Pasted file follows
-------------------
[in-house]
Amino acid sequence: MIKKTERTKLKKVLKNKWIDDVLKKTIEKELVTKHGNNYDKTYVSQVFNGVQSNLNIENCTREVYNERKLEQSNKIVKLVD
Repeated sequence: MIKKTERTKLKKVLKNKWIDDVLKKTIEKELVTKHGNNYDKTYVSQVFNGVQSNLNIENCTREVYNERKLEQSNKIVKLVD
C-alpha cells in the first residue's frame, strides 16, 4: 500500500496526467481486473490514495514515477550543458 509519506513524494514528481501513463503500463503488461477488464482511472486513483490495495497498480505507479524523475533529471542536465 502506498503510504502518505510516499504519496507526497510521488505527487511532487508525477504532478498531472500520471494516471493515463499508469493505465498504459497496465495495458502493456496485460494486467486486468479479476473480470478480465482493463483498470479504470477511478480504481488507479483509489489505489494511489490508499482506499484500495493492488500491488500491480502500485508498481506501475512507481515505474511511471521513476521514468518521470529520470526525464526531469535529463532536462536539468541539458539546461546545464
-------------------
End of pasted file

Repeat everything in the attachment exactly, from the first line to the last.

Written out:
[in-house]
Amino acid sequence: MIKKTERTKLKKVLKNKWIDDVLKKTIEKELVTKHGNNYDKTYVSQVFNGVQSNLNIENCTREVYNERKLEQSNKIVKLVD
Repeated sequence: MIKKTERTKLKKVLKNKWIDDVLKKTIEKELVTKHGNNYDKTYVSQVFNGVQSNLNIENCTREVYNERKLEQSNKIVKLVD
C-alpha cells in the first residue's frame, strides 16, 4: 500500500496526467481486473490514495514515477550543458 509519506513524494514528481501513463503500463503488461477488464482511472486513483490495495497498480505507479524523475533529471542536465 502506498503510504502518505510516499504519496507526497510521488505527487511532487508525477504532478498531472500520471494516471493515463499508469493505465498504459497496465495495458502493456496485460494486467486486468479479476473480470478480465482493463483498470479504470477511478480504481488507479483509489489505489494511489490508499482506499484500495493492488500491488500491480502500485508498481506501475512507481515505474511511471521513476521514468518521470529520470526525464526531469535529463532536462536539468541539458539546461546545464